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January 27, 2012 / C. J. Sperling

I Have A Worm In My Ear

Now I thought I’d have to explain that the German word “Ohrwurm” is just a word for a tune that goes around in your head, and found out that its literal translation “earworm” has found entry into the English language, because previously there was no handy (grin) English expression for this phenomenon. Funny.


Earworms are fascinating.

Why is a certain piece of music spinning round and round in my head?

I possibly didn’t listen to it for a long time. I might hate that piece. I might not even know what piece exactly it is. The piece might be utterly inappropriate in this very moment.

But – here we go.

In the moment, I’m lucky. I know the piece, and I love it. Schubert, string quartet d minor / “Der Tod und das Mädchen”, the last ca. 20 seconds of the third movement. Where the whole landscape changes in an instant, without warning. What a change of groove! (Although the word’s origins are in a very different time and style, here it is used with full right.)

Sometimes, the succession of earworms is interesting as well.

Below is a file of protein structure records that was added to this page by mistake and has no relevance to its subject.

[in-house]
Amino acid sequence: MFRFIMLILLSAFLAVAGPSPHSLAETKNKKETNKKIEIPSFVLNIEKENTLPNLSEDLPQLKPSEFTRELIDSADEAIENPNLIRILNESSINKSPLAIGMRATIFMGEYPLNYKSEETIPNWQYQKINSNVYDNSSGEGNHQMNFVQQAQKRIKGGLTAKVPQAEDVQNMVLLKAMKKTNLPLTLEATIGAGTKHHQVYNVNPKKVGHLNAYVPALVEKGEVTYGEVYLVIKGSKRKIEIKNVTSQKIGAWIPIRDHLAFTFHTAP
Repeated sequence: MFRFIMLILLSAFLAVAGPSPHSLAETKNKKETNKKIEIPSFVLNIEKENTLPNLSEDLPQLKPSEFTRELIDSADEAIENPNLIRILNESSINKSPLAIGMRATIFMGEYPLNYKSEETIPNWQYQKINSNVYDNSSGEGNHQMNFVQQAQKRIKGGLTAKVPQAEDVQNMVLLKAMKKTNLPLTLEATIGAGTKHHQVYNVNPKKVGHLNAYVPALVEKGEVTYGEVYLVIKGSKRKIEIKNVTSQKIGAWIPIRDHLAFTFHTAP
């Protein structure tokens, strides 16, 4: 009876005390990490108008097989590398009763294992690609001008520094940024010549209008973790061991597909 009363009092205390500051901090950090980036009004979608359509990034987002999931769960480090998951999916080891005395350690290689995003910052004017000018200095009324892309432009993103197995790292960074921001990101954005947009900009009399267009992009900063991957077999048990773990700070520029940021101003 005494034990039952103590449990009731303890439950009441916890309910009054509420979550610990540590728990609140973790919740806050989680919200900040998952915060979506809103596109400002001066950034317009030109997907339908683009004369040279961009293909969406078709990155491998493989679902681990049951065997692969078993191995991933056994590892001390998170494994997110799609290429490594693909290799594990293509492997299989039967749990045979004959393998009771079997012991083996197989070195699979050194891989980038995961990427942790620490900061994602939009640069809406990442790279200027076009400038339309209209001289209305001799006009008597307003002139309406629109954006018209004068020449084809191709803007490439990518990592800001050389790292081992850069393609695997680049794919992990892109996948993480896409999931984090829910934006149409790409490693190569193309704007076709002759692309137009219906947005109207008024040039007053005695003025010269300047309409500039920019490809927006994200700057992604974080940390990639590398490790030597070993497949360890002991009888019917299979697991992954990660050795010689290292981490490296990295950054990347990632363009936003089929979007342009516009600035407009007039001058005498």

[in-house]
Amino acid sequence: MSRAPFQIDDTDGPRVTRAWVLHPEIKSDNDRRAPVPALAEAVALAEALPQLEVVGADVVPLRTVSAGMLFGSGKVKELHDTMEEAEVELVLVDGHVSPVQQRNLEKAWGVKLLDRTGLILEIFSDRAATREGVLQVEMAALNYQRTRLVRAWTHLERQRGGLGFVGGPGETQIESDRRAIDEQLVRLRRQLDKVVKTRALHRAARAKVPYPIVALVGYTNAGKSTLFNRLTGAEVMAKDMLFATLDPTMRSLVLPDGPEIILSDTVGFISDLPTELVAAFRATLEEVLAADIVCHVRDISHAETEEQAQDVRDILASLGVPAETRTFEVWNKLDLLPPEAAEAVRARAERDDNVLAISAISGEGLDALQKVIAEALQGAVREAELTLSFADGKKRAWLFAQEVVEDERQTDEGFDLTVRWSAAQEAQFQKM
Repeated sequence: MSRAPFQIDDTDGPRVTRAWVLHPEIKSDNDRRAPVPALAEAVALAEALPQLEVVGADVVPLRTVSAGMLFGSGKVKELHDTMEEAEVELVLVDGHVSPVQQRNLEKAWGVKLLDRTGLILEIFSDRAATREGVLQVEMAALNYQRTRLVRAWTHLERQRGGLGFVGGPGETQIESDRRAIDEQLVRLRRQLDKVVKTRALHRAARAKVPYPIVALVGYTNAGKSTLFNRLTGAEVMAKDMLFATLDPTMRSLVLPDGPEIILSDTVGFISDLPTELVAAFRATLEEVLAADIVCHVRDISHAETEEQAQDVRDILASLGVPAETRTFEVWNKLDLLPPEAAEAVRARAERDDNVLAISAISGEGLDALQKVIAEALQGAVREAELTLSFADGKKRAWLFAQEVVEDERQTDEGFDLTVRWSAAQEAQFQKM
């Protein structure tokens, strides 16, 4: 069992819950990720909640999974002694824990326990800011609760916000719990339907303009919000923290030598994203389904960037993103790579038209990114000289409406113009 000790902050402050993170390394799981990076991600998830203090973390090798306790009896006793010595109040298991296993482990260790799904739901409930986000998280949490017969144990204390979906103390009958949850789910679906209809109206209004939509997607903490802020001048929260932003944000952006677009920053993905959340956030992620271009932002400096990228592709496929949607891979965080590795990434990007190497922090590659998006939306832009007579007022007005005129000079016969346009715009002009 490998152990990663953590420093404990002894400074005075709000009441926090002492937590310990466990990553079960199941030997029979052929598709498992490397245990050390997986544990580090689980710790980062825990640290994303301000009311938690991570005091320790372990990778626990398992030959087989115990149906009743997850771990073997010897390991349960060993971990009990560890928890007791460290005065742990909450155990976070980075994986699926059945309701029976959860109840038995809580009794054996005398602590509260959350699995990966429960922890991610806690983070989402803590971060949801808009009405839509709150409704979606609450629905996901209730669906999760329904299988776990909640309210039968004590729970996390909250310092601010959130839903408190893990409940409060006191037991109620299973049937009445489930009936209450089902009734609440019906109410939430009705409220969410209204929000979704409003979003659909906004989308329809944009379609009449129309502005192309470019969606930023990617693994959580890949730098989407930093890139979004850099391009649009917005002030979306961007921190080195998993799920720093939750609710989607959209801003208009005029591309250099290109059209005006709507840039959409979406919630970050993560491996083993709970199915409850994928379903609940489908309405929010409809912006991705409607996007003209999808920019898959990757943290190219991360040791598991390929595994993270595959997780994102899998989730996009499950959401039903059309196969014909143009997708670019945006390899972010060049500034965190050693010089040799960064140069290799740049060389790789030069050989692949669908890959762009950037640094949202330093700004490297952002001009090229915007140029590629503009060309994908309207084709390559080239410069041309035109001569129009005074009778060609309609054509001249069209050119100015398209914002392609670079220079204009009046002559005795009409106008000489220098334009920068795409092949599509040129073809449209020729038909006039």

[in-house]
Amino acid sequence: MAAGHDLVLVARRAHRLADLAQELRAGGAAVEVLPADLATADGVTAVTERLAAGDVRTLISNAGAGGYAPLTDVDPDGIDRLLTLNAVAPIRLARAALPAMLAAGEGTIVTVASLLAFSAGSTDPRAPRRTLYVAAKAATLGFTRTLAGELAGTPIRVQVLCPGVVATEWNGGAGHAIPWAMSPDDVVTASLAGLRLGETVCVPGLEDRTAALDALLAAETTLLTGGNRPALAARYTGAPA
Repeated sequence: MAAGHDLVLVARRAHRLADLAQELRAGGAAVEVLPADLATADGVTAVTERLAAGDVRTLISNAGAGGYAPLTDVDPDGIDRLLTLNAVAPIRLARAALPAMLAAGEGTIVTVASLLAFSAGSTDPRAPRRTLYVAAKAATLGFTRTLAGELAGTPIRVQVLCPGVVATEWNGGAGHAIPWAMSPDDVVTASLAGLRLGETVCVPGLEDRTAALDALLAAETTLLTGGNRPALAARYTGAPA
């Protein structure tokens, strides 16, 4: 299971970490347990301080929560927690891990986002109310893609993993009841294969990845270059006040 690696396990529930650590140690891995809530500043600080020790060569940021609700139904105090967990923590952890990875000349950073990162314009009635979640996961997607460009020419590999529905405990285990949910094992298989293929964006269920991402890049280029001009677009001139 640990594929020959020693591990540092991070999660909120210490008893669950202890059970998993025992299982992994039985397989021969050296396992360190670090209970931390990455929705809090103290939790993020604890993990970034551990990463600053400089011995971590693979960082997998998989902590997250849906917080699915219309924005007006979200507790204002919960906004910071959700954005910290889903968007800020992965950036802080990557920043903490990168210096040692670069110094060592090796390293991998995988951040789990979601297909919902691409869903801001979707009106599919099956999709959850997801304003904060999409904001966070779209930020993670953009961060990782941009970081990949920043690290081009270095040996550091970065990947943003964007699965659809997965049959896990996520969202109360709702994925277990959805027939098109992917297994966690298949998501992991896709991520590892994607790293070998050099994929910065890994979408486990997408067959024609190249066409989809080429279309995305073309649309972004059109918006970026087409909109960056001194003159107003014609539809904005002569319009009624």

Currently (This Is A Live Report), I’m shifting to the beginning of Schubert’s G major quartet. An 1970s radio transmission kept on MC, including the announcer and the somewhat tinny sound of the even older recording that was broadcasted.

Recently, I went to a punk rock concert hearing first Bruch’s Kol Nidrei, then some Goldberg Variations in my inner radio. Huh? Can’t have been from what I heard before (Brahms 1st, Rocko Schamoni).

Some other earworms from the past I found quite interesting to have got: some street scenes from Heiner Goebbels “Landscape With Argonauts”. A middle voice from a Beethoven symphony. A quite embarassing disgusting, kitschy, cheap-made Roland Kaiser song from the 1970s. Some sonata expositions that never let me find the way out of the repeat. A kurdish song in 7/8 I had to study. The last of Messiaen’s (Thème et) variations for violin and piano. Wayne Shorter’s sax solo piece from some Weather Report live concert in full length.

My sister and me play “setting earworms” sometimes. It’s a mean game without formal opening or formal end: try to create an earworm in your opponent. E.g. whistle a melody you know he/she likes; maybe when he/she is unsuspecting, or quite openly and grinning. When your opponent is whistling that melody, too, or admits that he/she is “infected”, you get a point. It’s best to play it over several days.

Getting rid of an earworm is not as easy as planting itAs I currently (remember: Live Coverage!) have a somewhat difficult work in music to do, and don’t want my concentration to be affected by Schubert, I just tried a new method to free my perception. It worked fine, but I can’t do that too often: write a blog post on earworms.

Thanks for bearing with me.


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